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The CLR *Prize* Cryptic Christmas Quiz: How to Enter January 6, 2016

Posted by clrgo in Crazed nonsense..., Guest Quiz.

The prize is a €50 book token, or an equivalent if you are not in Ireland. (Our two first choices — Verso books and Alibris — don’t do gift tokens.)

To enter, you need to send an email that contains your answers in the body of the email and that has no attachments  to us by email.

The email address for entries has the user-name


and the domain (the bit after the @ symbol) is


Please use the following subject line

CLR Christmas Quiz 2015

The deadline for receipt of entries is midnight Irish time, Sunday 10 January (that is, before Monday 11 January).

Please let us know your ‘CLR identity’ or a name we can use when posting the results. (We won’t publish email addresses.)

We do not want to acquire unnecessary personal data so please do not include your home or personal postal address with your entry: if you win and we need to post your prize to you, we will ask for your postal address at that stage.

How we will process the answers received

Only emails that have no attachments will be opened. (So, if your employer, college, ‘sig’ file, etc., includes a logo that might be converted to an attachment between leaving your email server and arriving at our email address, you might want to use a different account.)

Only one entry per person will be considered — and that will be the first one received (reason: to discourage multiple entries in order to reduce unnecessary work at our end!)

Each entry received by the deadline will be assigned a different random number and the emails will be opened in order of those randomly assigned numbers.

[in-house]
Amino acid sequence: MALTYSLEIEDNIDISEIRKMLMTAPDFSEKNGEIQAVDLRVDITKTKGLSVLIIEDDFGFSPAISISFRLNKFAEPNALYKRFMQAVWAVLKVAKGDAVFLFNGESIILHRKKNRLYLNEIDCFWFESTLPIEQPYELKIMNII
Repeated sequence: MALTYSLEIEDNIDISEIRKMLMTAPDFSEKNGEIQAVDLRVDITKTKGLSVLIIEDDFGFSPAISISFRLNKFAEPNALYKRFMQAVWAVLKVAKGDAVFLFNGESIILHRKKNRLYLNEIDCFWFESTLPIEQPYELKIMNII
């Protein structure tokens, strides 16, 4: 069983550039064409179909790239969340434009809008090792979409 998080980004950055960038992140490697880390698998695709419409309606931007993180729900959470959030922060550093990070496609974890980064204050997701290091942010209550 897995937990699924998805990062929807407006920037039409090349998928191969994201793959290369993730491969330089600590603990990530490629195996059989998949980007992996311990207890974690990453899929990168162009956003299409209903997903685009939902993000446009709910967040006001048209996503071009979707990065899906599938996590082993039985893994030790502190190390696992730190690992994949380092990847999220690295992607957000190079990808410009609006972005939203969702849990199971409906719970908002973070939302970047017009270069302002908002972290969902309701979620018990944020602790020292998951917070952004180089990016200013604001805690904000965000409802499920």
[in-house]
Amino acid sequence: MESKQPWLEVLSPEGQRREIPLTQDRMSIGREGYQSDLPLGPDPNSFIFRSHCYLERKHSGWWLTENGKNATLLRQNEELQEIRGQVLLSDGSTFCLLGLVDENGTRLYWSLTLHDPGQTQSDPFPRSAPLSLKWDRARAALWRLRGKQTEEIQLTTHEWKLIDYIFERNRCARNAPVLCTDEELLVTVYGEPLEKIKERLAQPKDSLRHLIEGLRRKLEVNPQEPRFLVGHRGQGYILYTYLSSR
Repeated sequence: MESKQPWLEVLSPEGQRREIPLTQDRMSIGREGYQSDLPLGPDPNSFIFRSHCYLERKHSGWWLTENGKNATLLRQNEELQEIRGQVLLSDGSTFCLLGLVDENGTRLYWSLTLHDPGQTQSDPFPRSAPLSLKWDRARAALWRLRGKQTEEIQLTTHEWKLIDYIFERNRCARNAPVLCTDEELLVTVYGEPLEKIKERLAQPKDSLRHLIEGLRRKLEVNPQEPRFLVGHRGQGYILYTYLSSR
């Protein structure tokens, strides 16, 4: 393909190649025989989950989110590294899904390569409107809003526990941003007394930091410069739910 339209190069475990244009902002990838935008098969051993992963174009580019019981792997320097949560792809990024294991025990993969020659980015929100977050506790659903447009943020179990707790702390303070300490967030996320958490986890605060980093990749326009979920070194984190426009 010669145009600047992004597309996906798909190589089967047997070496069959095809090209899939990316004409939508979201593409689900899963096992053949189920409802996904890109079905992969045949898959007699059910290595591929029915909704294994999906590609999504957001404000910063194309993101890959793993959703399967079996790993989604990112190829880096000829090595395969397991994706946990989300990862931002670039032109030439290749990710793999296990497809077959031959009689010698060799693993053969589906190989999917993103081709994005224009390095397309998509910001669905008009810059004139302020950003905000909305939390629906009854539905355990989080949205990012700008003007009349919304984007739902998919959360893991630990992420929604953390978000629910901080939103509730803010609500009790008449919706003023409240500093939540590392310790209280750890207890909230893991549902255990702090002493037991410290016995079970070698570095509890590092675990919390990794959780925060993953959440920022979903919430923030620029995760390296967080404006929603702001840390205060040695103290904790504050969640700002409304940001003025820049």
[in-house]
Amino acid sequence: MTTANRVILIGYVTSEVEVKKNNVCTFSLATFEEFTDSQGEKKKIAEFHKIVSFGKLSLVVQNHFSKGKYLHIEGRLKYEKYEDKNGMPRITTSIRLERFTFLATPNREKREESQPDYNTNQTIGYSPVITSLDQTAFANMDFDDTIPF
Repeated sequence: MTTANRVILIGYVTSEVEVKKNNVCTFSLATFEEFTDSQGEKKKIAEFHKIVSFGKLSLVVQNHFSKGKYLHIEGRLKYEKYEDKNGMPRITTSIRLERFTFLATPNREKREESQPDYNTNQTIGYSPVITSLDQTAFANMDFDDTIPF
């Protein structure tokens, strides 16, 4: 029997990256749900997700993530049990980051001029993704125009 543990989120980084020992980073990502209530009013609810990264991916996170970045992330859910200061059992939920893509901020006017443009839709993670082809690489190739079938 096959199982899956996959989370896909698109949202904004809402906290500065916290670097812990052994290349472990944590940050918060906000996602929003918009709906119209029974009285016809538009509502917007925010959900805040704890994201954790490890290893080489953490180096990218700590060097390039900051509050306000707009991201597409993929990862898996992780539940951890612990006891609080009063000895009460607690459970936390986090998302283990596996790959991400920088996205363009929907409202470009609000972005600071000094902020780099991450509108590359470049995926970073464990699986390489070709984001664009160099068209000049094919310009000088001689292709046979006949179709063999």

We will open the emails until we get an entry that has a full score, in which case that is the winning entry. If nobody has a full score, we will open all entries, and the prize will go to the entry with the highest score. If more than one entry has the same highest score, the prize will go to the entry which was assigned the lowest random number before the emails were opened. (The result of all that convolution is that getting your entry in today gives you no advantage over somebody who get an answer in on Sunday — we’ve adopted that approach because we are read in different time zones.)

Scoring will be as follows:

  • 2 points for the ‘single’ questions — that is, questions 3–7 & 9–12; and
  • in the other questions, which have multiple parts, 1 point for each numbered part (a), (b), etc.

If the answer to a ‘single’ question (i.e. 3–7 & 9–12) or a part of a question that is numbered (a), (b), etc., itself contains multiple items, then the 2 points or 1 point as the case may be will be divided evenly across each of the items.

We will be reasonably flexible in scoring the answers to the ‘why’ questions — that is, 3, 2(b), 8(b) and 13(h) — but that isn’t a license for vague or ‘catch all’ answers!

We don’t know how hard some of the questions are, so if nobody is able to give the precise answer but some can describe what the answer is or what the question is about, we will consider giving half marks if the descriptions are sufficiently precise.

We think none of the answers have changed since we set the questions, but if that is not the case by next Sunday, we will accept either the original or new answer.

We think all of the answers can be found on the Internet, so enjoy the hunt!

All 13 questions are below the fold:

1 (a) What started between the release of Please Please Me and the verdict in the criminal trial R v Penguin Books Ltd, and (b) for whom was it rather late?